“Gatorade’s Innovation Journey: Powering athletes, empowering fans, and lifting brands”
When setting your innovation strategy, something I learned a long time ago is that you want to set out with a clear purpose in mind – and it aught to be one your “tribe” cares about/aspires to as well. This type of thinking is so core to our work at Beverage Marketing Association, that we’ve asked Gatorade – whose core mission has always help athletes at all levels perform at their best (which requires constant purpose-driven innovation) to deliver a keynote address on just this at the industry’s annual marketing & innovation forum, eBev, this fall in Las Vegas.
So does Gatorade support elite athletes, impress and empower a broader group of fans, and continue building equity in the Gatorade brand in the process? Well, we’re here with Chris Hintermeister who is Director of Ecosystems & Digital Platforms at Gatorade to find out! (And if you have questions or ideas of your own, please feel free to chime in at any time).
Chris, thanks so much for joining us today! We’re excited to dig in on this – and I’m sure it’ll set the stage for an incredible keynote at eBev 2019 in October.
Hi Seth, excited to chat with you today!
The innovation that I’ve been fortunate to work on has centered on a simple insight: every athlete is unique. From their physiology to the sports they play to how and when they train. With this simple truth in mind, around four years ago we started to develop an innovation platform called Gx to help professional, collegiate and elite teams better manage and optimize hydration and recovery for their athletes. With Gx, teams can track and monitor hydration as well as promote a fueling strategy that takes into consideration the athlete’s own physiology combined with the dynamics of their sport and activity, so duration, intensity and environment.
Through Gx, we combined hardware and software to build a physical weight station that the athlete interacts with to receive their hydration and recovery recommendations. We’ve also developed new bottle equipment, specifically a solution that tracks how much fluid the athlete drinks and also provides real-time guidance if too much or too little has been consumed based on the recommendation.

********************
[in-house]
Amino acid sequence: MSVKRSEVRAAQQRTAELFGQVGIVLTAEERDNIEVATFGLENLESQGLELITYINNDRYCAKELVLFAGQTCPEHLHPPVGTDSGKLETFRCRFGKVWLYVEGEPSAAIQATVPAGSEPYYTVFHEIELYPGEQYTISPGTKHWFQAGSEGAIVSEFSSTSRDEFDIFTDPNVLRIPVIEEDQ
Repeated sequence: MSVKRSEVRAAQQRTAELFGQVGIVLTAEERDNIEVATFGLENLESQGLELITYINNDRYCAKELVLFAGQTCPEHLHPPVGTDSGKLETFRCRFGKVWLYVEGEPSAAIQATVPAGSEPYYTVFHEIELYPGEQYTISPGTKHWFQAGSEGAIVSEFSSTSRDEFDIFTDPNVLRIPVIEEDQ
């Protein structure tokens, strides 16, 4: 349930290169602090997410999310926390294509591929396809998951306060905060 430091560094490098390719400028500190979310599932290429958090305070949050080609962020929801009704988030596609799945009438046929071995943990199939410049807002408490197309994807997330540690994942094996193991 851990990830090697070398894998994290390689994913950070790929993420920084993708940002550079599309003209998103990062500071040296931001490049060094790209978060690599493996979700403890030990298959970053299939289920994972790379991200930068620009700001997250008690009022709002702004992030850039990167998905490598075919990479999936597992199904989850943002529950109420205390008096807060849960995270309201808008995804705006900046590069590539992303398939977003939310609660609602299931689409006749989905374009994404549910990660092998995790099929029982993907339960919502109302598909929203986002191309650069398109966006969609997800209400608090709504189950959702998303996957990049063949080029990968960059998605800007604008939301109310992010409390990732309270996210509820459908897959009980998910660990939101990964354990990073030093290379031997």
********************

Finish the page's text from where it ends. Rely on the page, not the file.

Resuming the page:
For consumers, we focused on commercializing two core Gx components, the concentrate pods and the customizable squeeze bottle that is required to use with the pods.
The Sweat Patch (and corresponding bottle/Gx pods) is an innovation that has turned a lot of heads. It’s a great idea – what led your team down this path in the first place? And what was the end vision/purpose?
Great question! One of the reasons we could advance the Gx agenda with professional teams is because we offer sweat testing through the Gatorade Sports Science Institute. By understanding sweat rates and sweat types for players, teams could use Gx to drive personalized recommendations. The reality of sweat testing is that it can be time, labor and resource intensive; ultimately, it’s not scalable. The idea of a smart sweat patch was conceived early on. We wanted the ability to democratize the process of sweat testing so we could reach more teams and eventually consumers at scale. In order to make personalized recommendations for hydration, we need to know how you sweat and the sweat patch is the key.
It’s very special to work on such a breakthrough innovation for the brand, we’re very excited about the sweat patch. That said, the bigger idea here is to drive education around hydration and recovery and to make recommendations that help everyday athletes become better.
The goal of serving each athlete’s body uniquely (with corresponding products) is a lofty but important one. I’ll use the analogy of serving the individual consumer through 1:1 marketing here…it’s not easy to share the right message with everyone (though we’re seeing amazing strides in AI + agile content). Can you tell us how you approached this?